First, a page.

Area Latinos targeted for AIDS/HIV education


AIDS newsBy Delen Goldberg, The Post Standard, 11 Oct 2006

Local health officials say the numbers don't make sense.

Hispanics are the fastest-growing population in the nation, and HIV and AIDS are spreading rapidly among the group.

In Central New York, the Latino population also is booming but health workers aren't seeing the number of HIV and AIDS cases they expect.

"We believe there are more people in the Hispanic community that haven't been tested and don't know their status," said Rick Priebe, director of support services for AIDS Community Resources. "We believe there's a higher incidence (of HIV and AIDS) than we are seeing."

Health officials hope to combat that lack of testing and information tonight, with a community outreach event designed to teach local Hispanics about

Did you know? Ö Hispanics made up less than 14 percent of the U.S. population but account for 19 percent of HIV cases diagnosed since the beginning of the epidemic. Ö In New York state, more than 28 percent of people with HIV and almost 31 percent of people with AIDS are Hispanic. Ö The leading cause of HIV in Hispanic men is sexual contact with other men, followed by injection drug use and heterosexual contact. The leading cause of HIV in Hispanic women is heterosexual contact, followed by injection drug use. Sources: AIDS Community Resources; Centers for Disease Control and Prevention. HIV/AIDS and risky behaviors.

In New York state, more than 28 percent of people with HIV and almost 31 percent of people with AIDS are Hispanic. In Central New York, health workers attribute only about 10 percent of HIV/AIDS cases to Hispanics, according to the Centers for Disease Control and Prevention in Atlanta.

Advocates and health workers say the discrepancy comes from a lack of HIV/AIDS testing and education in the area's Hispanic communities.

"We should probably be seeing closer to 15 or 18 percent (incidence)," Priebe said. "We think there's a population that we don't know about out there. Our suspicion is that most of those people don't know they are HIV positive. And that's very dangerous. People who don't know they are infected are less likely to take precautions."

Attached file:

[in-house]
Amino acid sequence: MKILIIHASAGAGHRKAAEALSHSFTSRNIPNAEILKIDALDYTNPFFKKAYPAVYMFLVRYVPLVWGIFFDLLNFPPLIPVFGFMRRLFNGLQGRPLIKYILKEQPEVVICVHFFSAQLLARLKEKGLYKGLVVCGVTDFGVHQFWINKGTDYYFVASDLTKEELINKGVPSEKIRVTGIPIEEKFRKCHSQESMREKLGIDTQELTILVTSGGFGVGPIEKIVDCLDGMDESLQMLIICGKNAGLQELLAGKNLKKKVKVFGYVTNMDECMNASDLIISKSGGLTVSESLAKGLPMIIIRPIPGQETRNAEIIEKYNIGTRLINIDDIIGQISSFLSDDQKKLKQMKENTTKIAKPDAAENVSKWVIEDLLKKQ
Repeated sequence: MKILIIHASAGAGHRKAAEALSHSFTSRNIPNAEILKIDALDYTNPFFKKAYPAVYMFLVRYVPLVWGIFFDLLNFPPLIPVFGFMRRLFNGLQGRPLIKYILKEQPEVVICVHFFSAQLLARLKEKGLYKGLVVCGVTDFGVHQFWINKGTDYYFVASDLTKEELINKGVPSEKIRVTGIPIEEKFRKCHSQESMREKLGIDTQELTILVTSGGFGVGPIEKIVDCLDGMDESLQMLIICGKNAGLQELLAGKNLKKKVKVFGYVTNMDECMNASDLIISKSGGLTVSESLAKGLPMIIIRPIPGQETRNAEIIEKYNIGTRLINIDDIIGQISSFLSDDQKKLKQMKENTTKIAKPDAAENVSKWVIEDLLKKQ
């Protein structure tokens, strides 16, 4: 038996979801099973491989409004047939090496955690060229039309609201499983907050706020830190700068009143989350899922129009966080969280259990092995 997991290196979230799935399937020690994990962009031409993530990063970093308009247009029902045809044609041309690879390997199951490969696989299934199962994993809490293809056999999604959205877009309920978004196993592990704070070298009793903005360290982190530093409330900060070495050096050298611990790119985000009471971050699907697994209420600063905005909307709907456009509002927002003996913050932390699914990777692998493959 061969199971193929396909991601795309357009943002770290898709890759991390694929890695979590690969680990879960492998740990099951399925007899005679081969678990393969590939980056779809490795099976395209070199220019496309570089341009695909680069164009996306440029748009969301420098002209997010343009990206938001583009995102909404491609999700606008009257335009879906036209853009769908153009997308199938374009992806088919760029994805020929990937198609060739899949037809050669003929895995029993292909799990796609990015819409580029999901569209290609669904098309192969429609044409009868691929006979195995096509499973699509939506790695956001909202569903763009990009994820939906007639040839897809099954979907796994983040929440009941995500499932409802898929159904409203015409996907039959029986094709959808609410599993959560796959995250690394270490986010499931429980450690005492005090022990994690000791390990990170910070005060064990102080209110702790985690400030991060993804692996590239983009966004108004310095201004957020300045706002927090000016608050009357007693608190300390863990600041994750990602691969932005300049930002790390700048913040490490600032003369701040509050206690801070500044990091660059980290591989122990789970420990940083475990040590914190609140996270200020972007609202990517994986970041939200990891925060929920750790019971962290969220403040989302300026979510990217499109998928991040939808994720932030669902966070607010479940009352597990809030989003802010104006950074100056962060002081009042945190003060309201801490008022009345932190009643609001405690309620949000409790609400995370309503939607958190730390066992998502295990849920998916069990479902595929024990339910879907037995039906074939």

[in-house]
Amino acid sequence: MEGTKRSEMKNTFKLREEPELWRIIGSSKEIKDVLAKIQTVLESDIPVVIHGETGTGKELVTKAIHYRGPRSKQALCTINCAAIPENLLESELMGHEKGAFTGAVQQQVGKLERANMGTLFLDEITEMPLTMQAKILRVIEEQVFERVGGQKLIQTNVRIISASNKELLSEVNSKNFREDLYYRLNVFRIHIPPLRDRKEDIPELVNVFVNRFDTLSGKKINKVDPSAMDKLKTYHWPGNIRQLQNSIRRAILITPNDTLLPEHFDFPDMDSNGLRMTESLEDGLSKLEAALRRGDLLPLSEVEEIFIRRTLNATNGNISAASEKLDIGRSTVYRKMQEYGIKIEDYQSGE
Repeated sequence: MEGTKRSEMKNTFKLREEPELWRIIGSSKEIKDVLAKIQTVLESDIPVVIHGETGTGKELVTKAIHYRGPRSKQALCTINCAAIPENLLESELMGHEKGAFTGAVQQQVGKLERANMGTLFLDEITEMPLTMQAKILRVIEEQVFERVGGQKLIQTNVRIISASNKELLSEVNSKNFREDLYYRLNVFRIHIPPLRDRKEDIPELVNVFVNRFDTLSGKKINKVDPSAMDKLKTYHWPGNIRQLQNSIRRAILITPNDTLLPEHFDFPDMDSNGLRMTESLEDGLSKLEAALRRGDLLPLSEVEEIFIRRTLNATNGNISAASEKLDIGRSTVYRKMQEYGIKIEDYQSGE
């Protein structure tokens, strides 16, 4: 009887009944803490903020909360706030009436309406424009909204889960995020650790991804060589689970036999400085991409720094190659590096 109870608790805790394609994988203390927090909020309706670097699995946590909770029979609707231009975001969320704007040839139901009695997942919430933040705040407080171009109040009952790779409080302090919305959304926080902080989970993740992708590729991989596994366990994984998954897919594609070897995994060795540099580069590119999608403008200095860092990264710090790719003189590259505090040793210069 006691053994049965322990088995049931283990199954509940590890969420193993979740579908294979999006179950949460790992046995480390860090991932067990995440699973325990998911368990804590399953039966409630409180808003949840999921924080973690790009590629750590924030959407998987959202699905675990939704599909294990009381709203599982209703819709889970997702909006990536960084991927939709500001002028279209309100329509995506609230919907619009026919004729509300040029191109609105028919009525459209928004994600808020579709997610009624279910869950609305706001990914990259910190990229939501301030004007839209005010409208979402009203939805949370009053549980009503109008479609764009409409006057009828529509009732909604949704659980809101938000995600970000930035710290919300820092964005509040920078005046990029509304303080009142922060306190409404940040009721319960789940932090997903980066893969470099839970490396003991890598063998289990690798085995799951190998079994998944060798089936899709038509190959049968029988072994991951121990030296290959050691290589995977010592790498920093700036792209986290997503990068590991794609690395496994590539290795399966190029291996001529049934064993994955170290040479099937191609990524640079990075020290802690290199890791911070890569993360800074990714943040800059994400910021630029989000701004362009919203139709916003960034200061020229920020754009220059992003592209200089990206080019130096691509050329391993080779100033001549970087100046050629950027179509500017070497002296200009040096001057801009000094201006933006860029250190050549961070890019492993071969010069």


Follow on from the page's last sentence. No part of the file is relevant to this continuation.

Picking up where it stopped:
Minorities in general far outpace whites in incidences of HIV and AIDS. Statewide, for instance, blacks represent 45 percent of people living with HIV/AIDS. Still, differences among ethnic groups make each community's struggle with the disease unique.

So why are HIV and AIDS thriving in the Hispanic community? Health officials offer several explanations:


Language differences often can prevent people from seeking proper medical care. Doctors and clinics can be hard to find while searching a phone book in a foreign tongue, and non-English-speaking patients might find it difficult to explain their problems or concerns to a doctor. Language barriers also can hamper HIV/AIDS education and outreach efforts.


Machismo, or a sense of manliness, plays a large role in many Hispanic cultures. As a result, some members of the Hispanic community might be reluctant to identify themselves as gay, CDC studies say. That presents health officials with a challenge when trying to educate people about homosexuality and safe sex.

Said Priebe: "There are a variety of cultural issues that prompt people not to be tested and that work against the idea of condoms."


U.S. Census figures show that more than 1 in 5 Hispanics live in poverty. With a low income, finding high-quality health care can be difficult.

Local advocates want the situation to change. They want to see their Latino neighbors being tested for HIV and AIDS. They want to hear conversations about the disease. They want leaders to emerge from the community.

That's why members of the Hispanic Outreach Initiative will host the Lucha dinner meeting tonight, during which two Spanish-speaking doctors will answer people's questions about HIV and AIDS. Testing also will be available.

Lucha, which in Spanish means "struggle," stands for Latinos United Challenging AIDS. Organizers hope at least 60 people attend the event.

"It's definitely a necessary push," Priebe said. "We hope those people will go back into their communities and talk with their family and friends."

Delen Goldberg can be reached at or 470-2274.